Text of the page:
If you’re considering adding a second cat to your feline family, research the process to ensure both cats’ safety. It could mean the difference between your cats becoming best friends and the predicament of having to rehome your new cat because they can’t get along.
On a popular cat advice forum, someone asked other users: “What is one piece of advice you wish someone had told you about the process of getting a second cat?”
Cat lovers flooded the thread with these delightful and heartwarming insights, sharing their personal experiences, anecdotes, and an overwhelming amount of affection for these enchanting creatures.
1. Get At Least One More Litter Box
Remember to purchase another litter box when stocking up on new supplies for your second cat. Some users advise purchasing “one litter box for every cat plus one more.”
One suggests, “Know that both cats will probably use one of those litter boxes like 90% of the time, then suddenly decide the second one is THE BEST POO BOX EVER and ignore the first box until it becomes amazing again.”
2. Introducing the Two Cats May Be a Long Process
Introducing two cats is the most challenging part of getting a second cat. Cats can have wildly different personalities. While some cats become close within days of meeting one another, others may need months to grow accustomed to the new cat in their life.
“It was a much longer learning process than I thought it would be for both my resident cat and me,” one user says.
3. Two Cats Can Quickly Turn To Ten
“It starts with adding a second. Then, the next thing you know, you have 12 cats,” jokes one cat lover. But there is truth to this statement. Many commenters say they started with one cat and now have five or six because they love their cats so much.
4. Bring Your New Cat to a Vet First Thing
Before you introduce your new cat to your old cat, bring each of them to the vet separately to ensure they’re healthy. For example, one warns, “We brought our second kitten to the vet after some weeks of her connecting with our resident cat, only to find out that she has giardia and gave it to the resident cat, too.”
5. Start the Bonding Process Slowly
Do not rush the bonding process between your two cats. Many commenters advise using the Jackson Galaxy cat introduction method, a slow, step-by-step approach to get your cats accustomed to one another.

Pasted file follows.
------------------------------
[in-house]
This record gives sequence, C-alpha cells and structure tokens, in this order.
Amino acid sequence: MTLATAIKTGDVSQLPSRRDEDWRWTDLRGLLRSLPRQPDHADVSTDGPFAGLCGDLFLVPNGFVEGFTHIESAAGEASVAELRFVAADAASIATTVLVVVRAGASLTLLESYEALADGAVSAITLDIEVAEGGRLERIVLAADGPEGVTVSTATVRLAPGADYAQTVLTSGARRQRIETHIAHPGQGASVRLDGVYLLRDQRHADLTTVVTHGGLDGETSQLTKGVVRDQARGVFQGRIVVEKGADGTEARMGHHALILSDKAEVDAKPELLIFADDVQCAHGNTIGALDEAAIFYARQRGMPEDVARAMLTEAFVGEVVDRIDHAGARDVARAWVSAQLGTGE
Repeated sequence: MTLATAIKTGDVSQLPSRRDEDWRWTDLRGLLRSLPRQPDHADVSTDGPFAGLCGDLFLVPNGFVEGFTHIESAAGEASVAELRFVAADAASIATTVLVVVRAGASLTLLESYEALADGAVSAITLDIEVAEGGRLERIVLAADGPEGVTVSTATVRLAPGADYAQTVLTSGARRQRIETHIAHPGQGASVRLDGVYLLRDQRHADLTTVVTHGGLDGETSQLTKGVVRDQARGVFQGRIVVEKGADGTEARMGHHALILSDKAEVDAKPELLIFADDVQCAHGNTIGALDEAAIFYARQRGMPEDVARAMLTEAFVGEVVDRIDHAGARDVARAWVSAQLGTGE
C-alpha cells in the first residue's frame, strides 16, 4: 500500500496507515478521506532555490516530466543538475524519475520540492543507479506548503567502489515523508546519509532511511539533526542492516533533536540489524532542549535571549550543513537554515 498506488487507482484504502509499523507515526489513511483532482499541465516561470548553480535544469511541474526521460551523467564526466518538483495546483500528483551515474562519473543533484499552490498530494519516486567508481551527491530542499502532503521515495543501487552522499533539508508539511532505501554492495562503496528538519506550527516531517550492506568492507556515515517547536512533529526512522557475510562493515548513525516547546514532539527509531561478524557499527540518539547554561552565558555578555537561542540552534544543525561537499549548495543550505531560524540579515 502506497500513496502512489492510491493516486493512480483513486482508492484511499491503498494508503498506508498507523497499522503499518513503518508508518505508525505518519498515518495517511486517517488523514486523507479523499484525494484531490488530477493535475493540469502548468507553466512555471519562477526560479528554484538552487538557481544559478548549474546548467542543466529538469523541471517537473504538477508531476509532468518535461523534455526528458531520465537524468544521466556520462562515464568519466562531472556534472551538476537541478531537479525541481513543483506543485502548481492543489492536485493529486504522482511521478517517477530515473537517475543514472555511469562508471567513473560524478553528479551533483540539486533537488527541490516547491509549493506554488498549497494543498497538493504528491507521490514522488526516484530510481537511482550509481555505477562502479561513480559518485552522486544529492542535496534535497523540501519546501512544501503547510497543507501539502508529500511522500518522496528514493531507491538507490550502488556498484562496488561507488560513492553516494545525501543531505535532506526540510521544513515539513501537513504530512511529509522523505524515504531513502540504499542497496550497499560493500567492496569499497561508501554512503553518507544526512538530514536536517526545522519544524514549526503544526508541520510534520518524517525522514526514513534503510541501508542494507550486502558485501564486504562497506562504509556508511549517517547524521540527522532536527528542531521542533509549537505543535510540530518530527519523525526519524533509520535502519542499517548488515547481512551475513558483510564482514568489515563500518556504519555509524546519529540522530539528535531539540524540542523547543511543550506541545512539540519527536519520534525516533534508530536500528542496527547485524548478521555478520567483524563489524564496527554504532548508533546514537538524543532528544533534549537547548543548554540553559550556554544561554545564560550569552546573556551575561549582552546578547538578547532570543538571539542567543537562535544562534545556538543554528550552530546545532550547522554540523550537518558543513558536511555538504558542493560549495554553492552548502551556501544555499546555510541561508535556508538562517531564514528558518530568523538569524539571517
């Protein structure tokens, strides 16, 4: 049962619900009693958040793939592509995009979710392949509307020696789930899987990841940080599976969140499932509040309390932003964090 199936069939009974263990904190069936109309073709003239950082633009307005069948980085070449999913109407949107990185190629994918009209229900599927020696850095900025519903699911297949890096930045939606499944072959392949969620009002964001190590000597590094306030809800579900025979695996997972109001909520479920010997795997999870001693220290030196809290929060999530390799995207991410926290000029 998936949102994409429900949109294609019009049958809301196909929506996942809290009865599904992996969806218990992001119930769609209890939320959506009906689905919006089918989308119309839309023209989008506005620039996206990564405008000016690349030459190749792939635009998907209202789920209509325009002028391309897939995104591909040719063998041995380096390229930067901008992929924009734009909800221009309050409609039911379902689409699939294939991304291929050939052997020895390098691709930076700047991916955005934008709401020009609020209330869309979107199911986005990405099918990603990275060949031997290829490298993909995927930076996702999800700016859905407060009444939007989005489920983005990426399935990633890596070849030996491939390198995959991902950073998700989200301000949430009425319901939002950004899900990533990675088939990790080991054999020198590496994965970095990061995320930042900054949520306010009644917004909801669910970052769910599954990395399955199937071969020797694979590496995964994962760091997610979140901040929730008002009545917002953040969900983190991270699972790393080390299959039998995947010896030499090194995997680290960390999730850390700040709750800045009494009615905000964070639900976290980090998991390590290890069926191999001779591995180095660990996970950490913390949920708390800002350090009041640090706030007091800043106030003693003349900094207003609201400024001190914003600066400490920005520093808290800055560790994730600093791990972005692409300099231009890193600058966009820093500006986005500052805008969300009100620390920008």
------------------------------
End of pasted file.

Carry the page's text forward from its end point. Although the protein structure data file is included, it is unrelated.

“We followed it, and it worked so well. Our cats are best buddies now and get along wonderfully,” shares one cat owner. Another warns, “I deviated from the method the first two months, and we had to go back to square one and start all over again.”
6. Sometimes Cats Won’t Get Along
While you can typically trust a slow introduction process to get your cats to like each other, that is not always the case. Because cats have such diverse personalities, some cats just don’t click. While some cats will tolerate one another after a while, in the worst-case scenario, you may have to rehome one of your cats if all else fails.
7. They May Never Become Best Buds
While rehoming your cat is the worst that could happen if two cats don’t get along, it is much more likely that they will tolerate one another as roommates. “Don’t expect them to be super good friends, even after getting used to each other,” advises one feline parent.
8. Your Relationship With Your First Cat May Shift
When introducing a new cat to the family, dynamics will inevitably shift. That means your first cat may behave differently around you and the other humans in the home. “My first cat used to cuddle with me constantly, but now he just sleeps with me and jumps on my lap while I’m on the toilet,” one confesses.
9. Provide New Cat Beds and Supplies for Your Second Cat
Buy your new cat their own blankets and bedding to help them feel comfortable. If you use your old cat’s bedding, your new cat may avoid it because of the scent of an unfamiliar cat. When you provide fresh bedding, your new cat has something that is theirs and theirs alone.
10. Speak With a Cat Behaviorist
Because cats have such different personalities, setting up an appointment with a cat behaviorist before you bring a second cat into the home can be helpful.
A cat behaviorist can give you specific advice on how to introduce the two cats to one another that is personalized to your and the cats’ needs. Numerous users share that they benefitted from speaking with a cat behaviorist before introducing their two cats.
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